'Yes we camp': protests greet wives in quake zone

Michelle Obama, Sarah Brown and 10 other first ladies toured the devastated heart of L'Aquila yesterday, seeing with their own eyes the city's earthquake damage but keeping well away from survivors – some called themselves "the last ladies" – protesting at the fact that they are still forced to live in tents, more than three months after the disaster.

The VIPs were escorted by Mara Carfagna, the woman who haplessly catalysed Silvio Berlusconi's difficulties with his wife two years ago when the Italian Prime Minister jocularly offered to marry her. The group walked through the city's medieval centre, much of it reduced to heaps of rubble, before pausing outside the regional government headquarters which was almost flattened by the shocks.

Mrs Obama was said to have been close to tears at times. She enquired about the children killed in the disaster and others scarred for life by the experience. "I'm very upset," she said. "My husband and I have been very moved by what we have seen, and we'll try and do everything we can to support you."

The city centre has been closed to normal life since the disaster, still far too perilous for shops and offices to reopen: the experts and politicians are still debating how much can be saved and what to do about the rest.

Meanwhile the tens of thousands of the homeless were out of reach in tendopoli (tent cities) closed to outsiders. But they did their best to make their presence felt. On a hillside overlooking the police college where the world's leaders were huddled in meetings, they had emblazoned a huge sign on the grass in English with the words "YES WE CAMP" – adapting Mr Obama's campaign slogan to advertise the fact that the "camping holiday" Mr Berlusconi recommended to those made homeless by the disaster has never ended.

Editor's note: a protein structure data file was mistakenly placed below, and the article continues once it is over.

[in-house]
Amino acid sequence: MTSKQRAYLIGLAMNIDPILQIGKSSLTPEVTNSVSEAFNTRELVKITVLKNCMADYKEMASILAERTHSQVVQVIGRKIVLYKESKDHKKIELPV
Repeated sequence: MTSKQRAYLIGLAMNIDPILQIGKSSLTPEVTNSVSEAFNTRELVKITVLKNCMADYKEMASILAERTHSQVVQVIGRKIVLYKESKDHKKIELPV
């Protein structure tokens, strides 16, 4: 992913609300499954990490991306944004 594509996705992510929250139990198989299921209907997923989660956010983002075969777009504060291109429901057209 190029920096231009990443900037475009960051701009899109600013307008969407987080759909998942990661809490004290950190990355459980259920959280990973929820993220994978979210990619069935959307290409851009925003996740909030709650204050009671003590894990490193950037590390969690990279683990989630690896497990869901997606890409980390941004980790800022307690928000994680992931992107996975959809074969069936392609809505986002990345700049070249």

"We want to underline the fact that for the first time in earthquake history, people still haven't been relocated to temporary housing," a man who was only identified as Enrico explained. "It was a clear government choice to keep us in the tents and not to go through an intermediate phase."

As Massimo Manieri, a spokesman of the Association for the Reconstruction of L'Aquila, said this week, after the disaster the government decided against building temporary housing for the quake survivors, instead keeping them under canvas or in hotels until permanent housing was built. The hitch: none of the houses have yet been built, and Mr Manieri said he would be surprised if even a fraction was ready before December, when the cold weather comes.

A group of "last ladies" chanted, "Michelle, come to our tents, the women of Abruzzo await you in their underwear." One held a sign reading, "A stroll in the centre for the first ladies, for the women of Aquila only tents and cement." But Mrs Obama was out of earshot.

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